Society of Policy Scientists 2019 Annual Institute

Last month I was fortunate to attend the Society of Policy Scientists Annual Institute at Brown University in Providence, Rhode Island. This conference was my first experience interacting with researchers at a non-marine science academic conference. Although marine social scientists have diverse world-views, geographic focuses, and research methodologies, this conference expanded my view of the way to approach problems, particularly problems that are concerned with political and policy processes.

The theme of this conference, ‘Intelligence Function,’ focused on the systematic application and accumulation of knowledge. Although that description may lead some eyes reading this to glaze over, the research that was presented centered on pragmatic approaches to unpack policy problems and provide accurate appraisals to inform policy changes. I was impressed by the diversity of problems that can be analyzed by the policy sciences approach, from informing the inclusion of traditional knowledge in bear management at the regional level to investigating how to leverage political interests in climate action into government policy at national and international levels.

Connecting with policy scientists in both government and academia gave me different perspectives on how to tackle the policy problems I am interested in such as implementing more wholistic views of ecosystem management and incorporating social justice considerations into how we govern our natural resources.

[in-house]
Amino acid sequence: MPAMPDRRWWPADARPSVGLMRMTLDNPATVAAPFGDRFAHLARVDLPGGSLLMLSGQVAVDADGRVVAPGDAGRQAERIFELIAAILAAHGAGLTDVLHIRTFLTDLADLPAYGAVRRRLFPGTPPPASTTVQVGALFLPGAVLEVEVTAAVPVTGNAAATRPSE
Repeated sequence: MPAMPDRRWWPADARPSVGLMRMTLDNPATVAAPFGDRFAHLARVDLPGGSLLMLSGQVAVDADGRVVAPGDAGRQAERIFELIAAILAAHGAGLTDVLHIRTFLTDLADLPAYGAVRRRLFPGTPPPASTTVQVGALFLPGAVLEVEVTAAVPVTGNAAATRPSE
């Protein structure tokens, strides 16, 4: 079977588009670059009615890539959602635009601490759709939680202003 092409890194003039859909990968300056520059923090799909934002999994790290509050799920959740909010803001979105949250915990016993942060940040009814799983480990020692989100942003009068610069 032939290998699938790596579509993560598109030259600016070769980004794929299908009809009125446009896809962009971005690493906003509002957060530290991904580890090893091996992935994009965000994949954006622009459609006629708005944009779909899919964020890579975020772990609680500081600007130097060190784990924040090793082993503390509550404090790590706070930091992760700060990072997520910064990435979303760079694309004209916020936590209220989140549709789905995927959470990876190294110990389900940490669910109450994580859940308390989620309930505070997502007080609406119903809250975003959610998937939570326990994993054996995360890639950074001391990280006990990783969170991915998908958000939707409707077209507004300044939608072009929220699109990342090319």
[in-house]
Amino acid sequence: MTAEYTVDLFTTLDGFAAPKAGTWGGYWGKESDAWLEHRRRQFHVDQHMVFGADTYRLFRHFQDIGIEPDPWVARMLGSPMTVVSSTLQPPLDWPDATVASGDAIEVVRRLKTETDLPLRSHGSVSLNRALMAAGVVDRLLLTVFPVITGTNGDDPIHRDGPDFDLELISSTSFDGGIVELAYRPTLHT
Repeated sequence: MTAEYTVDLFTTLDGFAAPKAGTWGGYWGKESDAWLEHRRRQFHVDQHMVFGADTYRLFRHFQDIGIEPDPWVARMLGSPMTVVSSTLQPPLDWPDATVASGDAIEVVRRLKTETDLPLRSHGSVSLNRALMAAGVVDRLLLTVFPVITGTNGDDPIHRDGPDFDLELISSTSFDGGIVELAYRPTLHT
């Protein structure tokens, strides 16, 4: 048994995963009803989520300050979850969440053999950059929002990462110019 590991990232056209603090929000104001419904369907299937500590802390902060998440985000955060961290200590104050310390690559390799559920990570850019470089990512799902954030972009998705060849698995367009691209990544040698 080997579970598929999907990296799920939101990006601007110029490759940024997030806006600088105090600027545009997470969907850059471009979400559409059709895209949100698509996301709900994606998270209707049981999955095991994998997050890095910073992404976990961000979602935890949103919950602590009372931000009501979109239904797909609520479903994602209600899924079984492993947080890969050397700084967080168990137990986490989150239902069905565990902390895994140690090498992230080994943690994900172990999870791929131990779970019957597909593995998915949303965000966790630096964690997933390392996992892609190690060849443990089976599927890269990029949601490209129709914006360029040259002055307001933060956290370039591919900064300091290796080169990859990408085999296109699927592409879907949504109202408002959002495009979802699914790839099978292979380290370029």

The big take-away from this conference is the variety of tools and quantitative and qualitative methodologies that are available to tackle the problems in the marine space that I work in. I’m grateful to the Society of Policy Scientists for giving me a crash course in one of the most fundamental aspects of the policy sciences: who are we doing policy for?

Approaching policy problems with this question in mind forces researchers to question and re-question their motivations and methodologies, ideally leading to applied solutions. Although I’m just getting my feet wet in the policy-sciences-world, I hope to utilize the tools of the policy sciences to fill in the gaps of my own thinking and research approaches. As the problems facing coastal communities and fish harvesters globally are catalyzed by climate change and globalization, it is now essential that the research deployed to capture their voices must not be only inclusive, but robust and practical.


Jack Daly

Jack’s Masters’ research looked at fisheries trade through the lens of a bilateral free trade agreement between Canada and the European Union. This research, nested in fishing communities in the Great Northern Peninsula of the island of Newfoundland, examined how people in fishing communities perceive trade and ultimately how trade policy impacts them.

Jack completed his MA degree at Memorial University of Newfoundland, under the supervision of Dr. Ratana Chuenpagdee. His research was funded by TBTI and Ocean Frontier Institute.